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Archive for March 12th, 2019


Job 12: The Undisturbed

Tuesday, March 12, 2019

The undisturbed esteem my downfall a disgrace . . . yet the tents of robbers are prosperous, and those who provoke God are secure.  I imagine that each of us has wondered at one or another how it is that the sleek and flourishing experience success while the downtrodden suffer endlessly.

Job tells us that the beasts of the earth and sea and sky understand that God is in charge.  They do not credit themselves with victory in life but rather understand that the world is ordered from a point outside their control.  In his journey of sorrow and pain Job will learn that the trust he has placed in God is warranted; and he suggests that we take a lesson from these creatures: But now ask the beasts to teach you, and the birds of the air to tell you; or the reptiles on earth to instruct you, and the fish of the sea to inform you.  Which of these does not know that the hand of God has done this?  In his hand is the soul of every living thing, and the life breath of all mankind.  Job continues to delineate God’s power in clear terms.  There is no power greater than God’s; there is no understanding more deep, no prudence more sensible.  As followers of Christ we especially know that there is no love more forgiving and more enduring than God’s.

In his reply to Zophar, Job attempts to describe the enormity and omnipotence of God.  And in speaking to his friend Job assure himself – and us – that even though he suffers innocently he is not forgotten by his all-knowing and all-powerful creator.  Job knows that with patience and an open heart, he will gain the insight of a life lived well: So with old age comes wisdom, and with length of days understanding.  These are gifts from God that we receive through suffering . . . and this is something that those who live undisturbed lives will never learn.

Job is not the only one in scripture to warn us about the opposing worlds of the troubled and the undisturbed.  Paul writes to Timothy: Tell the rich in the present age not to be proud and not to rely on so uncertain a thing as wealth but rather on God, who richly provides us with all things for our enjoyment.  (1 Timothy 6:17-19)

The prophet Jeremiah also understands the irony of justice in the world. He recounts the Lord’s words: Cursed is the man who trusts in human beings, who seeks his strength in flesh, whose heart turns away from the Lord.  He is like a barren bush in the desert that enjoys no change of season . .  . [The wicked] grow powerful and rich, fat and sleek.  They go their wicked way; justice they do not defend by advancing the claim of the fatherless or judging the cause of the poor.  (Jeremiah 17:5-6 and 5:27)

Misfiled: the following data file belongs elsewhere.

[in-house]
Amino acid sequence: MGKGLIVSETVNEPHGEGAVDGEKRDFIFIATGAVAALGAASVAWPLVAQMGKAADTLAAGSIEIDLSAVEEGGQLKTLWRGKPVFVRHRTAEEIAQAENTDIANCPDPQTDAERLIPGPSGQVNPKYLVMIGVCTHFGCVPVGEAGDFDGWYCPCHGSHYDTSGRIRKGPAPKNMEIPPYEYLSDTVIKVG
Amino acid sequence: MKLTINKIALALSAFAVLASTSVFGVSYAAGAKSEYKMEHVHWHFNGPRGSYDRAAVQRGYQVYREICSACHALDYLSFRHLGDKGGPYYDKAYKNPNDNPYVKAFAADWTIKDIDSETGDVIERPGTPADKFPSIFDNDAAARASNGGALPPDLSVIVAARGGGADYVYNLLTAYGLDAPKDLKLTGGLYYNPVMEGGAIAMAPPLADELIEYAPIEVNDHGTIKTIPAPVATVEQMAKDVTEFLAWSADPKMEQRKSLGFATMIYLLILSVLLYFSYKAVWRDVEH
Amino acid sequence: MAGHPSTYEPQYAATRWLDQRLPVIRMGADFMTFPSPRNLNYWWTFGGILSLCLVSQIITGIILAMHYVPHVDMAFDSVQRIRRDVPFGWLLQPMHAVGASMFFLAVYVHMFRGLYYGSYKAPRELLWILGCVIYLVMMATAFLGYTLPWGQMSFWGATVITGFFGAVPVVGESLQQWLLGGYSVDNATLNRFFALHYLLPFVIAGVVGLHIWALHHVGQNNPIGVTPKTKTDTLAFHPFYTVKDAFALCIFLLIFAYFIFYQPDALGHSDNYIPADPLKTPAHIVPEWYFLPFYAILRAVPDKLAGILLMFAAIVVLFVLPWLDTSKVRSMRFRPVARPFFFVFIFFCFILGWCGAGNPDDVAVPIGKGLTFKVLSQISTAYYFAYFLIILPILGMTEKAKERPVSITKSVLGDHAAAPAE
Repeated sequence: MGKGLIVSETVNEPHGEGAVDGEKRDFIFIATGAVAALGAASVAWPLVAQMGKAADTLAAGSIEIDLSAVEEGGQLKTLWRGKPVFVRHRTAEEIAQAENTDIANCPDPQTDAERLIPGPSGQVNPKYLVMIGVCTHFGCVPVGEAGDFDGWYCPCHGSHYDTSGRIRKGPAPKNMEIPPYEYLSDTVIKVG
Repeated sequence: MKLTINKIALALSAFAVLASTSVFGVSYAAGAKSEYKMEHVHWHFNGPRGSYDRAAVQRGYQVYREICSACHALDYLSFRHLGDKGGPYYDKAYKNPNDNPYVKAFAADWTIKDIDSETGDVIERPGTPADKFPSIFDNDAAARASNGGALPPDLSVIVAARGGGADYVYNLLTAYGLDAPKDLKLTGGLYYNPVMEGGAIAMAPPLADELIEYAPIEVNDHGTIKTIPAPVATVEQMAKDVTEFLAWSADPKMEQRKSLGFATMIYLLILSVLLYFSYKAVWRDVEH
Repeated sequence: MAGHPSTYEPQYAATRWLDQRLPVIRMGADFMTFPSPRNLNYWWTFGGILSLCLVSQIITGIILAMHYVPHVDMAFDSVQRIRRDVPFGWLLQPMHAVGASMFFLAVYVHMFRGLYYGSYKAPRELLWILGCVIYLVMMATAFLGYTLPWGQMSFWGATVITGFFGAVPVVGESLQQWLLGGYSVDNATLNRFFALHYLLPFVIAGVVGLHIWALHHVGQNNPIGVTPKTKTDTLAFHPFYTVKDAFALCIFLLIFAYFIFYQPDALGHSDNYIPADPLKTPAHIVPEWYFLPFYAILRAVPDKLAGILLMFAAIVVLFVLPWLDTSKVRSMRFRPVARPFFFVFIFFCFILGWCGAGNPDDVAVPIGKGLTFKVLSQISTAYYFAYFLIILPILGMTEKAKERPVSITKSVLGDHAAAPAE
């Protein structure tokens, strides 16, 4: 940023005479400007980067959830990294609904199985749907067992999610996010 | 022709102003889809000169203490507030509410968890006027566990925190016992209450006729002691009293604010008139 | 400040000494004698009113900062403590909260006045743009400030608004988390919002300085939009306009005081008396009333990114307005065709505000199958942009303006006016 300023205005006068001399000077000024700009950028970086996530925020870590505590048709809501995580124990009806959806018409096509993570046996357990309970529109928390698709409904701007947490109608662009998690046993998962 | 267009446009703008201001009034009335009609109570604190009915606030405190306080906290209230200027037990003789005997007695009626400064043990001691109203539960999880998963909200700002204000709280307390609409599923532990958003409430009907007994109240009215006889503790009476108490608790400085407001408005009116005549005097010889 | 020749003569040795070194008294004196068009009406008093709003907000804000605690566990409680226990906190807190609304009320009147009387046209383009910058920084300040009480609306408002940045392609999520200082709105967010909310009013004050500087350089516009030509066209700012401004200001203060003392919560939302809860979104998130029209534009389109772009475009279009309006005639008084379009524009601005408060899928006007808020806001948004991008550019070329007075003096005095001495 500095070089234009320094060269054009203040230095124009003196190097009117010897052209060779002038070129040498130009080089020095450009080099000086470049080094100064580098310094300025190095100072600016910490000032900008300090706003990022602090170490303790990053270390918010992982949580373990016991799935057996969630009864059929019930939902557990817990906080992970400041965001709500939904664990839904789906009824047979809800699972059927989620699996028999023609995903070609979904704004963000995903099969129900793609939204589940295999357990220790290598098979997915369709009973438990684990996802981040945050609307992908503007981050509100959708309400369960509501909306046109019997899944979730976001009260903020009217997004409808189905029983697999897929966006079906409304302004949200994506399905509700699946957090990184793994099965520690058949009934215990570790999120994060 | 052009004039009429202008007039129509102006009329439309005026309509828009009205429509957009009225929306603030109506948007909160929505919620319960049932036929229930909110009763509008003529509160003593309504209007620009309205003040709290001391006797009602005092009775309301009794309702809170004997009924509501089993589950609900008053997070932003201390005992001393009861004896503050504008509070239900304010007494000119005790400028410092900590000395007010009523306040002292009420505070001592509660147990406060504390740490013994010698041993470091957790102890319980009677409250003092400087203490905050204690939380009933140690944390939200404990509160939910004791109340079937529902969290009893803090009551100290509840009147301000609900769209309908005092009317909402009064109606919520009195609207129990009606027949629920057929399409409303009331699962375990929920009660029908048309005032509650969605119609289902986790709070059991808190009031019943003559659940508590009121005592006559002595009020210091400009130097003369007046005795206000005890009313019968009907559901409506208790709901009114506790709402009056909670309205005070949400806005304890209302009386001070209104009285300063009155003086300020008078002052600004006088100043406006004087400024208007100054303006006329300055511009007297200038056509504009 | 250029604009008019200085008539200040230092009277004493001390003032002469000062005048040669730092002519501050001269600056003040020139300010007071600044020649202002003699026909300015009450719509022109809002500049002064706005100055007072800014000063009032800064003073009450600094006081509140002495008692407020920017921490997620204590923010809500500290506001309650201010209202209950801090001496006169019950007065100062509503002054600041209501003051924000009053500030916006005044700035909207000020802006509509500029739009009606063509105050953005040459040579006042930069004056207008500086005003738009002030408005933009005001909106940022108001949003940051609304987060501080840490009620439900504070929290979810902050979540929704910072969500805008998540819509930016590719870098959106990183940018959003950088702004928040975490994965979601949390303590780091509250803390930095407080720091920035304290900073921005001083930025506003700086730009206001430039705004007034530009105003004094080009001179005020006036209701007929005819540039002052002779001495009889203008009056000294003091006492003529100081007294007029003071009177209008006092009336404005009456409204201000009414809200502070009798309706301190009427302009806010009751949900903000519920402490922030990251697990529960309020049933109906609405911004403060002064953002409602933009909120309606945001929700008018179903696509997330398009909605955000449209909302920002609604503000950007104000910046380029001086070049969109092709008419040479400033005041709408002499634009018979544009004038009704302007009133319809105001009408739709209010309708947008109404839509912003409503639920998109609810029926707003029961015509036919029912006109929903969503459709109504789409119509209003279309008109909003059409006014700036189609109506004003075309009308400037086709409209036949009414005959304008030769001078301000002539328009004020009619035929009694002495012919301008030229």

In the book of Wisdom it is the wicked who say: Let us beset the just one, because he is obnoxious to us; he sets himself against our doings, reproaches us for transgressions of the law and charges us with violations of our training.  He professes to have knowledge of God and styles himself a child of the Lord.  To us he is a censure of our thoughts; merely to see him is a hardship for us.  (Wisdom 2:12-14)

Scripture is full of advice about how to behave and how to align our lives; but the story of Job is one we will want to hold close, especially when we undergo trials while the successful and cozened lead seemingly charmed lives.  Job’s story – and in particular this response to Zophar – tell us that the dichotomy between the just and the unjust is real.  It is a trial to be borne.  It is a misery to be endured.  Yet through this suffering we receive a gift that the undisturbed will never have.  It is the gift of fully knowing and experiencing God’s great and abiding love.


A repost from March 12, 2012.

Image from: http://erumiou.wordpress.com/2007/06/22/wealth-vs-poverty-in-which-lies-true-happiness/ 

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